2. 2. International Journal of Artificial Intelligence & Applications (IJAIA), Vol. 4, No. 4, July 2013 2 games, analyzing stability of core and examining its optimality [5,6,7,8]. Some works have been published about coalition formation under uncertainty [7,9,10,11], however these works are not in the context of Hedonic games and can’t be adopted. An interesting research study has been published by Genin and Aknine [12]; this research mainly deals with autonomous agents that are self-interested, a protocol is defined for coalition formation process and some strategies are suggested for proposal acceptance and proposal selection mechanisms. The current research is an extension of this study and tries to consider more realistic cases by introducing new behaviors, parameters and mechanisms. 2. PROBLEM DESCRIPTION 2.1. Preliminaries Definition 1: Agent a is an autonomous entity who can sense the environment and make a sequence of actions upon to these sensations in order to reach a predefined objective. Definition 2: A multiagent system M is a group of n agents M={a1, a2, …, an}that are joined to do a/some task(s). These agents may or may not share common resources. Definition 3: Coalition c is a nonempty subset of M. Let C denotes the set of all coalitions, then Ci denotes all coalitions which agent i belongs to; { }i iC c M a c= ⊂ ∈ . Definition 4: A Hedonic game G is a preference order if defined over sets of agents; ( ), iM f ; this preference order is transitive and asymmetric. Definition 5: A solution for a Hedonic game is a partition from set of all agents M, {c1, c2,…, ck} where 1 k jj c M= =∑ and , i ji j c c∀ ≠ ∩ = ∅ . 2.2. Protocol We do not have any central decision maker and agents in this research decide for themselves via negotiation with other agents. During time each agent may receive many proposals for forming coalition; it also sends some proposals to other agents asking about their willingness to form coalition. We use a simple two-phase protocol: an agreement phase and commitment phase. The protocol works as follow: 1- An initiator selects one of its possible coalitions according to its preference operator (it will be discussed in later sections); suppose that this coalition includes k agents (1 initiator and k-1other agents). 2- Initiator sends the proposal of the selected coalition to all k-1 agents. 3- Agents respond to initiator with yes or no about their interest in joining this coalition. 4- If all agents agreed with the proposed coalition, initiator sends a confirmation request to all agents and wants them to commit to the coalition, otherwise it sends a cancellation message. If all agents commit to the coalition, initiator informs all members that coalition is formed otherwise it sends a cancellation message.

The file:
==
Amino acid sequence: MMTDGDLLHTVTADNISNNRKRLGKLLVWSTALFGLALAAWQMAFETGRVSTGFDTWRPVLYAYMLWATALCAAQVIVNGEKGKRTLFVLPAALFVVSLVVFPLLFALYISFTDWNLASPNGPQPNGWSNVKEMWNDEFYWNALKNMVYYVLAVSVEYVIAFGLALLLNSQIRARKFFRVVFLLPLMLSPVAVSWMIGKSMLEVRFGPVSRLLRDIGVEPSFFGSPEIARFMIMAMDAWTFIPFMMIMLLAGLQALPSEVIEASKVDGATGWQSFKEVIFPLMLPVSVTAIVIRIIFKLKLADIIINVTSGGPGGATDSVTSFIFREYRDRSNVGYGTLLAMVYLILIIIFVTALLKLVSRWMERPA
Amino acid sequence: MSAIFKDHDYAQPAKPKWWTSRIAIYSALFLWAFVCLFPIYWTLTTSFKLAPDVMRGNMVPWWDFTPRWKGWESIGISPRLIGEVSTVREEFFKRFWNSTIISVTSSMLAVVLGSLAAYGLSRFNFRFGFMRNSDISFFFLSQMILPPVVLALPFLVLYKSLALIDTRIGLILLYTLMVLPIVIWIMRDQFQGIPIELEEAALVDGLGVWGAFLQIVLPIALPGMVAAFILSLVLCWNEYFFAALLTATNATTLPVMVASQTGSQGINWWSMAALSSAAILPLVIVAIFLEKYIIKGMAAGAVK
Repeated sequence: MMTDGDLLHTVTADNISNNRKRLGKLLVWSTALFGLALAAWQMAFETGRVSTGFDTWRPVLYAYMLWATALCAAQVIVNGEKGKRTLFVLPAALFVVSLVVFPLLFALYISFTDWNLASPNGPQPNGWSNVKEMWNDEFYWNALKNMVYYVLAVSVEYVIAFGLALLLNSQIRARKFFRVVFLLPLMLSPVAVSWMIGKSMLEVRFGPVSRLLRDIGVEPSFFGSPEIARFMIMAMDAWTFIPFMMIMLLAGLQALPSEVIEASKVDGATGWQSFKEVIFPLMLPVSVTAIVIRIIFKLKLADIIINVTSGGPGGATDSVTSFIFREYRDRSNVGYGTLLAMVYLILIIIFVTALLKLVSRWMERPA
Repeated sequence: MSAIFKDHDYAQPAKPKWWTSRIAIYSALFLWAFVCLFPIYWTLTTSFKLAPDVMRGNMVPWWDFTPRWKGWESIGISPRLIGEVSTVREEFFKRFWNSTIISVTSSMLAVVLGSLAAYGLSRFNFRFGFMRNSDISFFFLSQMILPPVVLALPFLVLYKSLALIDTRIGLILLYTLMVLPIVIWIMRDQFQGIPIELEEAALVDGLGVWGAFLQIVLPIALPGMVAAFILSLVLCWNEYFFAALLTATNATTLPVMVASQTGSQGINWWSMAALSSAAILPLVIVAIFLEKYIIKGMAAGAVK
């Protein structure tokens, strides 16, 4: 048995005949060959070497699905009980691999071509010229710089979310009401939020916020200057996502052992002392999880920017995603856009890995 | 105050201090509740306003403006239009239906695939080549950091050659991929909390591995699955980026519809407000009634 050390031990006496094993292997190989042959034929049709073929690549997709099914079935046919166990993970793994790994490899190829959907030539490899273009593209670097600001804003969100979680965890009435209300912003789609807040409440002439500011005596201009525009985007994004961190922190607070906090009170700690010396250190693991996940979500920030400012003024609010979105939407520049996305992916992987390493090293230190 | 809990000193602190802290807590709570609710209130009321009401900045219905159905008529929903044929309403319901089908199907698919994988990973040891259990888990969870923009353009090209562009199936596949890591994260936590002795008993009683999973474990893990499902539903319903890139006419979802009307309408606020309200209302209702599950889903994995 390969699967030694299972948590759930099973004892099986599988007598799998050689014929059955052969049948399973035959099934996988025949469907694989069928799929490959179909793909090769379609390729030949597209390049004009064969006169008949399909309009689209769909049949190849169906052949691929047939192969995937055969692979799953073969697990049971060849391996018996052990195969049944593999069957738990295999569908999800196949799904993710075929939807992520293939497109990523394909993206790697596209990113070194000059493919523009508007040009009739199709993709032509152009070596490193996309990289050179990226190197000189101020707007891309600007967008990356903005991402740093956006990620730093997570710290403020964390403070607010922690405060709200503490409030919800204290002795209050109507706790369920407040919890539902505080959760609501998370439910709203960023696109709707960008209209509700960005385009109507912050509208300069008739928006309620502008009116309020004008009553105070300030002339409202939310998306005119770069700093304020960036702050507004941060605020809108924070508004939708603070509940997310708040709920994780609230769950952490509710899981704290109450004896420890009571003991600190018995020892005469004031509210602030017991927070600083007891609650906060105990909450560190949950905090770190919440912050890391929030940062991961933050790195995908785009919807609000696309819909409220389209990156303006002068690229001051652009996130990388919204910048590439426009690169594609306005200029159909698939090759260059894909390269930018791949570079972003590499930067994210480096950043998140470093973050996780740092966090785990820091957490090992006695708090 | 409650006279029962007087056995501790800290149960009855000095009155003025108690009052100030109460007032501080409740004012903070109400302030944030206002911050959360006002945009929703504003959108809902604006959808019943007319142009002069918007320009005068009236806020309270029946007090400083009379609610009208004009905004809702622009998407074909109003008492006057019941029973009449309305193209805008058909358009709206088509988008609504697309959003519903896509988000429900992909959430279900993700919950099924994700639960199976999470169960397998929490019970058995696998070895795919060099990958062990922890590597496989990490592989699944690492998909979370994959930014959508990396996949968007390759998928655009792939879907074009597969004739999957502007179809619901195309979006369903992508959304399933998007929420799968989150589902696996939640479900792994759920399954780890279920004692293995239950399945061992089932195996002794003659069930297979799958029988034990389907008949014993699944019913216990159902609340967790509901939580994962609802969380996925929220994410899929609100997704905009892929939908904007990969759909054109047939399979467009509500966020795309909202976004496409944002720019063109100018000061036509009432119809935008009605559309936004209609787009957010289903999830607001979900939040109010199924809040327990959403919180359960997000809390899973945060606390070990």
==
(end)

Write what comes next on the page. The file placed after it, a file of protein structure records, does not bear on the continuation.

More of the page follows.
3. 3. International Journal of Artificial Intelligence & Applications (IJAIA), Vol. 4, No. 4, July 2013 3 3. PROPOSAL ACCEPTANCE STRATEGY 3.1. Proposal Acceptance Agents in this research are rational; since proposal acceptance does not have any cost, and there is always a probability that the current coalitions get broken; agents accept all proposals they receive except for the proposals in which they have a utility less than when they are alone. Each proposal has a limited waiting time, i.e. agents should respond by that time; otherwise the response will be considered as rejection. Three types of agents are considered in this research: 1- Early responders who responds as soon as possible. 2- Lazy responders who waits to the end of deadline. 3- Random responders who have a random behavior in responding to the proposals. 3.2. Proposal Confirmation On confirming proposals, whenever an agent feels that a proposal for a coalition is better than current coalition, it can leave current one and join the proposed coalition. Following are some considerations in confirming proposals: 1- Each coalition has an obligatory staying time Tc, it means that if an agent enrolled in a coalition, it needs to be in the coalition for at least Tc unit of time. If it wants to leave coalition sooner, it should pay the penalty Pc. Earned money from penalty will be shared between all agents of the coalition equally. 2- Each agent has a level of honesty Hi; since leaving a coalition is unpleasant from viewpoint of other members, the expected utility of leaving current coalition and joining the other one should be great enough to tempt agent i to join a new coalition; as an example if utility of current coalition is 1000; an agent with honesty level of 0.1 will be tempted by a coalition with utility more than 1100 and an agent with level of 0.4 will be tempted by a coalition with utility more than 1400. There is another factor that discourages agents to leave one coalition: Bad Reputation Coefficient (BRC). To decide on leaving current coalition and joining other coalition, agents act in a greedy way: they only consider the next timestep. Totally, each agent evaluates the following criterion for the next step and if it holds, then it leaves the current coalition and joins the new one. Expected utility of current coalition*(1+Hi) < Expected utility of proposed coalition*(1- BRC) 3- There would be an enrollment fee for each solicited agent, CostEnroll ; the initiator will receive a part of this fee as a reward for forming the coalition which benefits all. Since confirmation doesn’t mean that the confirmed proposal by this agent will certainly form a coalition, the agent may need to confirm some proposals before joining one of them; but there is a restriction that an agent at each time step can only confirm a limited number of proposals. 3.3. Trust between Agents Each agent ai has a record for all other agents that shows its trust in them to not leave the coalition. As an example, trij shows the trust ai has in the agent aj to stay in the next step in the current coalition; from mathematical point of view, trij is the probability that aj won’t leave the group in the next time step. All trust values are initialized by 0.5. In each time step all agents update their trust values for other included agents in the coalition; suppose that agent ai in time step t wants to update its trust records for agent aj that is in the same coalition as ai is; two cases may happen: